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Question;136.What are the principal advantages and;disadvantages of using cost-based transfer prices? (Give a short explanation of;each item you list.);137.1. Provide a reason;why an organization might choose a particular transfer pricing alternative for;domestic transfers and a different transfer pricing alternative for;international transfers.;2.;Provide a reason why an organization may not want to use two different;transfer pricing systems, one for domestic transfers and another for;international transfers.;The text notes that there are various objectives of;transfer pricing. This raises the possibility of using multiple transfer;pricing systems. For example, an organization could use one transfer pricing;alternative for domestic transfers and another alternative for transnational;transfers.;Required;138.1. What are the primary advantages of using;market price as the transfer price? 2. What are the primary disadvantages of;using market price as the transfer price?;As;noted in the text, the use of market price can be used to set the transfer;price associated with interdivisional transfers of goods and services.;Required;139.1. Assume that there;are no alternative uses for Division P's facilities. Determine whether the;company as a whole will benefit if Division B purchases the product externally.;At what amount should the transfer price be set such that each divisional;manager, acting in the best interest of his or her own division, take actions;that are in the best interest of the company as a whole?;2. Assume;that Division P's facilities would not otherwise be idle if it didn't produce;the product for Division B. By not producing the product for Division B, the;freed-up facilities would be used to generate a net cash benefit of $1,800.;Should Division B purchase from suppliers? (Show calculations.);3. Assume;that for the foreseeable future there are no alternative uses for Division P's;facilities, and that the outside supplier's cost to Division B drops by $2.;Under this circumstance, should Division B purchase externally? At what amount;should the transfer price be set such that each divisional manager, acting in;the best interest of his or her division, would take actions that are in the;best interest of the company as a whole?;Assume;the following facts regarding a product that Division P can sell internally (to;Division B) or externally on the open market. Incremental cost to Division P;for each unit produced = $12. External purchase price, to be paid by Division B;= $13.50. Total units needed (annually) by Division B = 1,000.;Required;140.1. If Division B purchased the units externally;would the firm as a whole benefit or lose (in terms of a short-term financial;impact)? Show calculations.;2. Apply;the general transfer-pricing model to this situation. What is the minimum;transfer price indicated for each of the 1,000 units in question? Show;calculations.;3.;What is the likely consequence, from a;decision standpoint, if the transfer price is set at the amount stipulated by;the general transfer-pricing rule?;Assume;two divisions, P (producing) and B (buying) of a company are both treated as;investment centers for performance-evaluation purposes. Division B requires;1,000 units of product that it can either purchase externally on the open;market for $13.50 per unit, or obtain internally from Division P. The;incremental (out-of-pocket) costs to Division P are estimated at $12.00 per;unit. Because of spot shortages of this product in the open market, it is;sometimes possible for Division P to sell at a price higher than the normal;market price. Such is currently the case: Division P has an offer to sell 1,000;units at a gross selling price of $15.50 per unit. In addition to the normal;incremental production costs, Division P would have to pay an additional $0.50;sales commission cost for each unit sold externally.;Required;141.1. Assume that;Division P has limited capacity. Thus, for each unit it sells internally, it;loses the opportunity to sell that unit externally. Use the general;transfer-pricing rule to determine the minimum transfer price for;internal transfers of units, that Division P would charge Division B. From the;standpoint of Division P, why is the figure you calculated considered an;acceptable transfer price?;2. What;is the maximum transfer price that Division B would be willing to pay;per unit on any internal transfers?;3. If;top management of the company allows the managers of Divisions P and B to;negotiate a transfer price, what is the likely range of possible transfer;prices?;4. Assume;now that Division P has excess capacity. Use the general transfer-pricing rule;to determine the minimum transfer price that Division P would be willing;to accept from Division B for any internal transfers. Would this transfer price;motivate the correct economic decision (internal versus external transfer) from;the standpoint of the company as a whole? Explain.;5.;Given the situation described above in;(4), would top management of the company want the transfer to take place;internally? Why? (Show calculations, if appropriate.) How could top management;ensure that an internal transfer would take place?;Assume;two divisions of a company, P (producing) and B (buying), that are treated as;investment centers for performance-evaluation purposes. As the management;accountant, you've been asked to provide input to the determination of the;appropriate transfer price for an exchange of product between these;two;divisions. In case #1, Division P is experiencing a capacity constraint, while;in case #2 it is assumed that Division P has excess capacity. The incremental;production cost incurred by Division P, to the point of transfer, is $80.00 per;unit. Division P can sell its output externally for $120.00 per unit, less a;sales commission charge of $5.00 per unit. Currently, Division B is purchasing;the product from an external supplier at $120.00 per unit, plus a $3.00;transportation charge per unit.;Required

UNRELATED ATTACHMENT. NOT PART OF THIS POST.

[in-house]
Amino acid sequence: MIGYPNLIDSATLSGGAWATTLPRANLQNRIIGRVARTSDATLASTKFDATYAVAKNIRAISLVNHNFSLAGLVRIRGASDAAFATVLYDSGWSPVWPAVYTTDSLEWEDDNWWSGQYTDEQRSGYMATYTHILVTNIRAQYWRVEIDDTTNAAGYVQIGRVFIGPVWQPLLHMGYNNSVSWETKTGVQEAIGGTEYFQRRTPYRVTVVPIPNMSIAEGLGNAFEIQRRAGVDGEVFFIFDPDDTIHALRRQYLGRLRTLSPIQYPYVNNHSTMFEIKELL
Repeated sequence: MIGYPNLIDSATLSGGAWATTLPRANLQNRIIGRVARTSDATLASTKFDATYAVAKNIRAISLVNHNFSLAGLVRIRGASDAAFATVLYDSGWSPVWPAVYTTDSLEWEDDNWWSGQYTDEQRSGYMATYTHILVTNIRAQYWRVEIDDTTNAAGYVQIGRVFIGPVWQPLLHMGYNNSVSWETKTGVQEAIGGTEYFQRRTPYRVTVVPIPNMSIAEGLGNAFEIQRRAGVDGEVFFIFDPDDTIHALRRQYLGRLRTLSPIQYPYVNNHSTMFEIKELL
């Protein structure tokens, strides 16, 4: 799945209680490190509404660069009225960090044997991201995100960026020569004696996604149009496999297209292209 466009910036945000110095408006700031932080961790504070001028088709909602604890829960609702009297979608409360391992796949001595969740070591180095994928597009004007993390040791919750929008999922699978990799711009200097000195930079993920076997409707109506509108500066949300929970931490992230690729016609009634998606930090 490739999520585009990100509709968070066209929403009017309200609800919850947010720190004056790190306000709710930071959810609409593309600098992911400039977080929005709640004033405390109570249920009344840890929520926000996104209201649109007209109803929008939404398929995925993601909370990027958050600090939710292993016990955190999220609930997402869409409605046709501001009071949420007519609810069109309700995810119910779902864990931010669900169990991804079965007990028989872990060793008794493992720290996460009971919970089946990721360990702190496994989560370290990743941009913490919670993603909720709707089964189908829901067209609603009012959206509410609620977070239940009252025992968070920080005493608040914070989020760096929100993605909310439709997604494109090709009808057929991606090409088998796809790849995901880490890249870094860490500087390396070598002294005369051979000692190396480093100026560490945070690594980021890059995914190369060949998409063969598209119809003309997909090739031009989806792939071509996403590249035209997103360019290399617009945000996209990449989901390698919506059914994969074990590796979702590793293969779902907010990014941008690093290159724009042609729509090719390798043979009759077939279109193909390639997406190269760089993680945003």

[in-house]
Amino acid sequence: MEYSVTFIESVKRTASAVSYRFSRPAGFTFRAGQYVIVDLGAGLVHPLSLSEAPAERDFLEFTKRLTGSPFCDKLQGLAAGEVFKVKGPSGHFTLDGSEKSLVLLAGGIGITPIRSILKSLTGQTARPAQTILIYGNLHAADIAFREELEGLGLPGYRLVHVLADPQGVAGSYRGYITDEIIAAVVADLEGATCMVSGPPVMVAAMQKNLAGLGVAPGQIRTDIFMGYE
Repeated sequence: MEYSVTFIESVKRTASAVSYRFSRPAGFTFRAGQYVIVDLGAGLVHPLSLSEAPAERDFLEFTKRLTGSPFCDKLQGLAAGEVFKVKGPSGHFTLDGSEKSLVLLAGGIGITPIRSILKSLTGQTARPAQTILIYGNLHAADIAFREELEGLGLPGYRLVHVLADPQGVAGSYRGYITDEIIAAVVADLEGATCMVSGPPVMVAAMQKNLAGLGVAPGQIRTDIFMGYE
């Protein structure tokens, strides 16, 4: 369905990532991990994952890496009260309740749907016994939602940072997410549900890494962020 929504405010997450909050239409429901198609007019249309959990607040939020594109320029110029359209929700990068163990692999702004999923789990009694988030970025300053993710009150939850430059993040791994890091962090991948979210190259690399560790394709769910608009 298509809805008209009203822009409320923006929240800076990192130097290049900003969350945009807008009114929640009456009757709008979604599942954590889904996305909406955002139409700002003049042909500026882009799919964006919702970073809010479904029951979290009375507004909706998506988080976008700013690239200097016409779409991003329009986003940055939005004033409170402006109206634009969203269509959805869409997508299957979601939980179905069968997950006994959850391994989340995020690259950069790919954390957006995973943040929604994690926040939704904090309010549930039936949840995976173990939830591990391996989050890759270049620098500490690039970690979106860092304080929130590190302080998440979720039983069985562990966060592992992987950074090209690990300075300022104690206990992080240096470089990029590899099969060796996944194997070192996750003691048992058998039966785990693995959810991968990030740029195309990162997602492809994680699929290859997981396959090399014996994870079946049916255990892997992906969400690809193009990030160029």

Paper#51017 | Written in 18-Jul-2015